Even Keith Hernandez was acquired during the season.
Then 1984 came.
The Yankees once again toiled on the line of good ball-club who couldn’t take home the division. Their 87-75 record finished 17-games behind the eventual champion Detroit Tigers.
Meanwhile, the Mets took that eventual leap into superstardom. A 90-72 record was only bested by one team within the NL East, the Chicago Cubs (96-65).
Behind their own young gun in Mattingly, the Yankees then continuously rolled out good teams. In 1985 they won 97-games; ’86 they won 90; and in ’87 they went 89-73. The Pinstripers were always good, yet never good enough.
The problem lied in development.
Mattingly was basically their only guy, their backbone for who they relied upon. George Steinbrenner’s impatience with the prospect player led to horrid pitching and a mix-mosh of lineup pieces.
This approach led to mediocrity instead of sustained success. Instead, the winning-spoils went to the team that played at Shea thanks to a patient youth-movement that led to a winning formula over many years.
Fast-forward three-decades and it seems as though the that same story is taking place.
The 2015 Yankees supposedly have prospects named Aaron Judge, Rob Refsnyder and Greg Bird, but only god knows where or when they’ll get their chance to shine. Every position is clogged up by a veteran guy making a ton of money.
The 2015 version of the Bronx Bombers is just as, if not more scared to death of having empty seats than those ’80s teams were. They’ll be damned if they have empty seats at The Stadium in August and September and will continue the washed-up superstar madness until they’re forced to give it up.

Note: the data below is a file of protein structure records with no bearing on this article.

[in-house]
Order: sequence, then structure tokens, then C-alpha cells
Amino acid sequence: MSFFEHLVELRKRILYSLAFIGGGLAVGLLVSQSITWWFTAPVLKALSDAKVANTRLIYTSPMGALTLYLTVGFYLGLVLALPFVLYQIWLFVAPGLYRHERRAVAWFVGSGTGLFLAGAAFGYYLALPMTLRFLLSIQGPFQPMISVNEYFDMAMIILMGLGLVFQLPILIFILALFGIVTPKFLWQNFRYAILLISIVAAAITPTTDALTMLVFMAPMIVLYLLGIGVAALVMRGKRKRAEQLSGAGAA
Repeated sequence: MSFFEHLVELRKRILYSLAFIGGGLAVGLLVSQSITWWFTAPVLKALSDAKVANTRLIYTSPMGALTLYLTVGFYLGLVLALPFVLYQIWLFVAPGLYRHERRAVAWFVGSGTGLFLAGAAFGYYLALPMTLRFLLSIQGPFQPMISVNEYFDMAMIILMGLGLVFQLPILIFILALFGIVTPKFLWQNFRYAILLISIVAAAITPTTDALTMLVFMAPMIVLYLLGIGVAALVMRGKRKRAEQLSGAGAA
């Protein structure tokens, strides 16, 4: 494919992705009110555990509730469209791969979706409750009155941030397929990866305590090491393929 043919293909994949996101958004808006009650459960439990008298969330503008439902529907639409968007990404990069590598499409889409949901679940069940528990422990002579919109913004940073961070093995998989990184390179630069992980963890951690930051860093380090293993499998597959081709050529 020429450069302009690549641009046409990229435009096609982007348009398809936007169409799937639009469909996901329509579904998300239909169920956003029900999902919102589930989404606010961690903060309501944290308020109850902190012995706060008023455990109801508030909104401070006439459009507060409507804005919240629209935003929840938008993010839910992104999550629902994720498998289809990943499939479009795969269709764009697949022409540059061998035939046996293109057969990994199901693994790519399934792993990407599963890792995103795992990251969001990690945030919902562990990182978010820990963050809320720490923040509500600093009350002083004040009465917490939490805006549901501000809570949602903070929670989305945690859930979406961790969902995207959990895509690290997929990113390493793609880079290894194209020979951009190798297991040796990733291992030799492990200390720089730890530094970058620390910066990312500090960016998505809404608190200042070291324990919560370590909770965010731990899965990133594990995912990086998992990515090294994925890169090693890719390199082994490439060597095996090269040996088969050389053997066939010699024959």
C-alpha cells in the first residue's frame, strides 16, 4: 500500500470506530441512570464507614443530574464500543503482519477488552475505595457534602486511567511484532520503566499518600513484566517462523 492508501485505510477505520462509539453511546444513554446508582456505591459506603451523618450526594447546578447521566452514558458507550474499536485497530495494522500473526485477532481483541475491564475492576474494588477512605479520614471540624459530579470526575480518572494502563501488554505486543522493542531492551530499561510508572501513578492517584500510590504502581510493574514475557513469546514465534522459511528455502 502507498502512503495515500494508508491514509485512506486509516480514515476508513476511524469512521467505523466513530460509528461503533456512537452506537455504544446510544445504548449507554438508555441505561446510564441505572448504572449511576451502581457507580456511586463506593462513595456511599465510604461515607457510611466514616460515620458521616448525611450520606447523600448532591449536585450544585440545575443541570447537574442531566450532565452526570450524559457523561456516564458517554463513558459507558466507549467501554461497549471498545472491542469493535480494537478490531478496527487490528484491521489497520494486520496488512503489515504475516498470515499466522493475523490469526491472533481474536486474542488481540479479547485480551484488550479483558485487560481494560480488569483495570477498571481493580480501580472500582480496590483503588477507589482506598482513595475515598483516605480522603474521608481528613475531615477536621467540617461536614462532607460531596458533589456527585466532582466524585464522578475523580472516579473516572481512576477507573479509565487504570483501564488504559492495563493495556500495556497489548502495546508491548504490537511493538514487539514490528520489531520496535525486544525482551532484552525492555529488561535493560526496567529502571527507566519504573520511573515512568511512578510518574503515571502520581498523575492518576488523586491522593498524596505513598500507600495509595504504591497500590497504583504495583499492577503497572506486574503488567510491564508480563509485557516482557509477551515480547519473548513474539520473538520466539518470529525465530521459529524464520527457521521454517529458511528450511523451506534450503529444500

The inability to entrench youth in this lineup is plaguing them just as it did three-decades ago.
To be fair, the Yanks are playing better than most had originally forecasted. And of course they have talent. At the same time though, they possess a ton of age and scarcity in the pipeline like those ’80s teams did.
Very few believe this Yankees team has a legitimate World Series chance.
It took the Steinbrenner suspension to allow the organization a real chance to build the team the right way. Buck Showalter and Gene “Stick” Michael were the architects of the Core-Four that led to New York swaying back into their direction after four-championships in five-seasons.
Sandy Alderson and his all-star cast of front office execs are hoping to do the same with their Phenom-Five.
When we look at a guy like Matz on Sunday we see the hope that Gooden brought. When the drama flies fast and furious around A-Rod we think of drama-filled times Steinbrenner, Winfield and Henderson manufactured.
When Matt Harvey roams the mound we see a championship-caliber Seaver-like competitor.
Times are changing for New York baseball and it feels strangely-tied to 1984. Who knows, maybe Judge will be the next Mattingly.
This Yankees team is solid, but only solid is what those 1980s teams were all about.